Court must hold hearing on injunction involving medical practice

September 10, 2014

A trial court’s assessment of the public interest regarding whether a doctor is prohibited under a noncompete agreement to practice within 25 miles of his former office in Rensselaer was contrary to law, the Indiana Court of Appeals held Wednesday. The judges reversed the denial of a motion for a preliminary injunction preventing the doctor from opening a new practice next door to his previous one.

Pinnacle Healthcare LLC purchased Dr. Patrick J. Sheets’ Rensselaer practice for $275,000 in 2011. Sheets then became an employee of Pinnacle and signed an employment agreement, which included noncompete, nonsolicitation and nondisparagement clauses. Sheets would be prevented for two years from practicing medicine directly or indirectly within 25 miles of his office. The agreement also contained a clause on liquidated damages if Sheets were to continue to practice within 25 miles of his current practice after leaving Pinnacle.

In 2013, Sheets told Pinnacle he was terminating the contract, alleging the company failed to pay him money owed under the agreement. He also filed a lawsuit, seeking to prevent Pinnacle from enforcing the noncompete, nonsolicitation clauses.

While this suit was pending, Pinnacle learned that Sheets set up a new practice in the same building as his former one, just weeks after leaving Pinnacle. Pinnacle and the practice it purchased sought a preliminary injunction to enforce the contract.

The trial court, mostly citing a case from Tennessee and the shortage of general practice doctors near Rensselaer, denied Pinnacle’s request.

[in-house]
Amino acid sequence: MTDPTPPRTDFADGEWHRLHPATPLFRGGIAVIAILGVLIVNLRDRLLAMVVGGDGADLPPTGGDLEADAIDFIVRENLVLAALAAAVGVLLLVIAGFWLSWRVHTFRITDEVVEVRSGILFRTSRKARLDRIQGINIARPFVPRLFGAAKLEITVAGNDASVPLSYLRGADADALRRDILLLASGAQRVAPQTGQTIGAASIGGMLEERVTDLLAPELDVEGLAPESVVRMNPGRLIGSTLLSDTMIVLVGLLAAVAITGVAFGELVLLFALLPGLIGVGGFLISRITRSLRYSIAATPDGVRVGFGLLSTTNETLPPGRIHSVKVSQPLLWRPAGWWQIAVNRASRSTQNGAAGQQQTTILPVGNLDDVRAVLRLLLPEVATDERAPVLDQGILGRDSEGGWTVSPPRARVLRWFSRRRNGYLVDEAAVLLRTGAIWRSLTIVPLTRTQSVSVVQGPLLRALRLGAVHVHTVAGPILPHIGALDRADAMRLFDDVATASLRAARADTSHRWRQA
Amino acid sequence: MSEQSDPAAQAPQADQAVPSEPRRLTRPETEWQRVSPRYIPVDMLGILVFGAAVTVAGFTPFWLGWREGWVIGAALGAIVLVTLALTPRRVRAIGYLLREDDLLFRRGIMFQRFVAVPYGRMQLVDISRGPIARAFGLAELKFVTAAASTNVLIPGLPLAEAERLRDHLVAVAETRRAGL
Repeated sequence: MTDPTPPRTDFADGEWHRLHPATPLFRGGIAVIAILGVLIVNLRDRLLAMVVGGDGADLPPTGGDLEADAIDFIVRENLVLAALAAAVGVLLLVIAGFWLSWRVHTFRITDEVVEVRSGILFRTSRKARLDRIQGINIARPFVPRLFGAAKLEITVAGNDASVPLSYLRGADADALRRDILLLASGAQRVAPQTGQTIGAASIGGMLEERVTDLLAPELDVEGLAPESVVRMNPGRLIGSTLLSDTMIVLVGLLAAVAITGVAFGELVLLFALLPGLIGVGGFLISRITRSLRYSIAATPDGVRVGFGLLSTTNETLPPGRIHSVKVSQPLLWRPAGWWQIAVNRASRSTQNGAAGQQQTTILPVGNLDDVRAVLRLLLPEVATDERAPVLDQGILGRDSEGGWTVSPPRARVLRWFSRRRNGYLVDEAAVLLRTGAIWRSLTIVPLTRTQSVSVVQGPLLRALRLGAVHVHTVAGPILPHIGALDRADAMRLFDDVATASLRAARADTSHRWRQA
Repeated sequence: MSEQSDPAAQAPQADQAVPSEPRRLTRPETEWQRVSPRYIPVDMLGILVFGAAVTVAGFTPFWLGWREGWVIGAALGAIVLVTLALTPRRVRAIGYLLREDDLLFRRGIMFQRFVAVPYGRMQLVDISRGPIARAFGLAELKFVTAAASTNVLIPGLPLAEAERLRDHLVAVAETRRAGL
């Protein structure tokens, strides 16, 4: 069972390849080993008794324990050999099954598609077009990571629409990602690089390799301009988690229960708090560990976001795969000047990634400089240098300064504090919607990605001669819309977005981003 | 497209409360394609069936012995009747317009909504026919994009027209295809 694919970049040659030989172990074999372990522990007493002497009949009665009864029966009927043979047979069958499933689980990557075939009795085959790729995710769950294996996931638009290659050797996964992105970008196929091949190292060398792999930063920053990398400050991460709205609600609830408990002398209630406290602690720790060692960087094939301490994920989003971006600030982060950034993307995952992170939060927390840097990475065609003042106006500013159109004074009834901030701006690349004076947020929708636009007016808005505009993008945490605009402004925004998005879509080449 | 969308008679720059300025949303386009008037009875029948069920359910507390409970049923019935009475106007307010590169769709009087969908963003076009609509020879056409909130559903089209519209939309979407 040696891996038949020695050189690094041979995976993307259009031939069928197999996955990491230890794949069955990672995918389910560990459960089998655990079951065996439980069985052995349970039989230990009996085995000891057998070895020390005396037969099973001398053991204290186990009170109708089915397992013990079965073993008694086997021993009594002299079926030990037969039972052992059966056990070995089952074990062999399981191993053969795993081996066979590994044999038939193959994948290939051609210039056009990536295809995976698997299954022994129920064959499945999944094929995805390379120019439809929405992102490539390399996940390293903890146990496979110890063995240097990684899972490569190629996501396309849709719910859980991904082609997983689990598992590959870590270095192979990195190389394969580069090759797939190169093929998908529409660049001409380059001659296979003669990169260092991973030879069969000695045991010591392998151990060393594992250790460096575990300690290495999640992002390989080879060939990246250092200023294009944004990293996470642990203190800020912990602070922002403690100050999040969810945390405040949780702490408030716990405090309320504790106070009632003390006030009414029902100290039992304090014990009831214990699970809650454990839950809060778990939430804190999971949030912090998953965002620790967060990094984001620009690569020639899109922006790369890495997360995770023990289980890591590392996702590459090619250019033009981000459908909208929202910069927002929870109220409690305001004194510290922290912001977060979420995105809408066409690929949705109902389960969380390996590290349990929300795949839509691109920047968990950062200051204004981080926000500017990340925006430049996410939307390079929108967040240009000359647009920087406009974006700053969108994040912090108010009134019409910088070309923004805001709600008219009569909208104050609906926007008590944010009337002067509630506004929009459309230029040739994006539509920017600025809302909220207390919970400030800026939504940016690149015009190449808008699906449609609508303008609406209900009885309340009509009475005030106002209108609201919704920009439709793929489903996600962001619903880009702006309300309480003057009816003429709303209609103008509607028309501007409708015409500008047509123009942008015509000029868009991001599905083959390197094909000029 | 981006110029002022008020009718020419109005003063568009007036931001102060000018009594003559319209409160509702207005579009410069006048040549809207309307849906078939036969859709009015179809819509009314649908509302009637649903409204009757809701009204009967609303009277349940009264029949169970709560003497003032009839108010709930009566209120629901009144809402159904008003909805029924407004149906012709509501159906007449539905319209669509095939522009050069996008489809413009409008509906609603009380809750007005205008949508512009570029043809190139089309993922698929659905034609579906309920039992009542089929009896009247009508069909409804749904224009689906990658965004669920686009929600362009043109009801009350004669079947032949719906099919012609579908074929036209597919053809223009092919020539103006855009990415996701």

The Court of Appeals held that the trial court’s findings are insufficient to disclose a valid basis for its conclusion that the appellants’ remedies at law are either adequate or inadequate, Judge Edward Najam wrote in Pinnacle Healthcare, LLC and Patrick J. Sheets, M.D., Inc. v. Patrick J. Sheets, 37A04-1401-CT-39.

“The trial court’s findings do not disclose a valid basis for its judgment with respect to any of the four requirements for a preliminary injunction,” he wrote. Also, the trial court’s assessment of the public interest and its reliance on Mufreesboro Medical Clinic, P.A. v. Udom, 166 S.W.3d 674 (Tenn. 2005), are contrary to Indiana law. The trial court’s rationale suggests that non-compete agreements against physicians are per se unreasonable if they either deprive a community of important medical services or if they deny patients the opportunity to choose their own medical provider. But this was expressly rejected by the Indiana Supreme Court 30 years ago, Najam pointed out. Also, Udom has been rejected by the Indiana justices as authority in Indiana, and it is no longer even good law in Tennessee, as it has been superseded by statute.

The liquidated damages clause in the agreement does not preempt the appellants’ request for injunctive relief, the judges ruled, noting the issue would likely recur on remand. They remanded with instructions to hold a hearing on the appellants’ motion pursuant to Ind. Trial Rule 65.



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